Nowhere is the 21st-century post-postmodern breakdown of genre barriers more evident than in the positioning of artists like Thundercat and his frequent collaborator/producer Flying Lotus.
Apocalypse (like 2011's The Golden Age of the Apocalypse before it) successfully mingles dance/club music, jazz connoisseurship, '70s funk, hip-hop, psychedelic soul, prog rock and about a dozen other subgenres into something that not just rises, but soars, above simple pastiche. Stephen Bruner (aka Thundercat)—monstrously gifted bass player, former boy-band member and New Amerykah session player—is probably one of the safest bets for a musician who could be admired by cranky jazz purists, erstwhile suburban stoners, snobby art-school kids, trap music aficionados and "cool dads" the world over.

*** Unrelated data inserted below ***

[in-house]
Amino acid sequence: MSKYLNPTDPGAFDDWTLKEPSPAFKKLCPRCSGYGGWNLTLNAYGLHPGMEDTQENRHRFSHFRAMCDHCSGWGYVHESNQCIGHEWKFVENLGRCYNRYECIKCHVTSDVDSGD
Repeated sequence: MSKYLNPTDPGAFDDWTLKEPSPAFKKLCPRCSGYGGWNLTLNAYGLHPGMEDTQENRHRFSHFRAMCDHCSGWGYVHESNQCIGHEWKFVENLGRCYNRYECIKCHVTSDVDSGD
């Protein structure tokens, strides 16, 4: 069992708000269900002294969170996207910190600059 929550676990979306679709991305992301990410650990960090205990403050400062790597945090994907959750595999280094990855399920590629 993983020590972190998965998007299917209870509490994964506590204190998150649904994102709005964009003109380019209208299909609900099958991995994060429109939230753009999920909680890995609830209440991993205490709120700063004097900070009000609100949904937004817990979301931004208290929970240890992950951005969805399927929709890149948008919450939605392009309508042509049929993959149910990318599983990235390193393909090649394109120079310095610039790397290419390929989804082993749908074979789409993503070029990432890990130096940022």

To wit, this might be the perfect summer companion album to Justin Timberlake's The 20/20 Experience—Apocalypse is the funk-based Stevie Wonder-on-LSD fantasia to Timberlake's orbital space disco. If 20/20 takes us just outside the Earth's atmosphere, Apocalypse drives us deep beyond the Oort cloud (or, listening to tracks like "Lotus and the Jondy" or "Tenfold," sends us on Dave Bowman's climactic trip beyond the infinite in 2001).
What's surprising is how many of these tracks play like bona fide songs, rather than the pure soundscapes and musical ideas of his 2011 debut. "Without You" is a straight-up summertime barbecue jam; "Special Stage" is an addictive aquafunk singalong; and latest single "Oh Sheit It's X" is perhaps the summer's purest affirmation of joie de vivre outside of Daft Punk's "Get Lucky."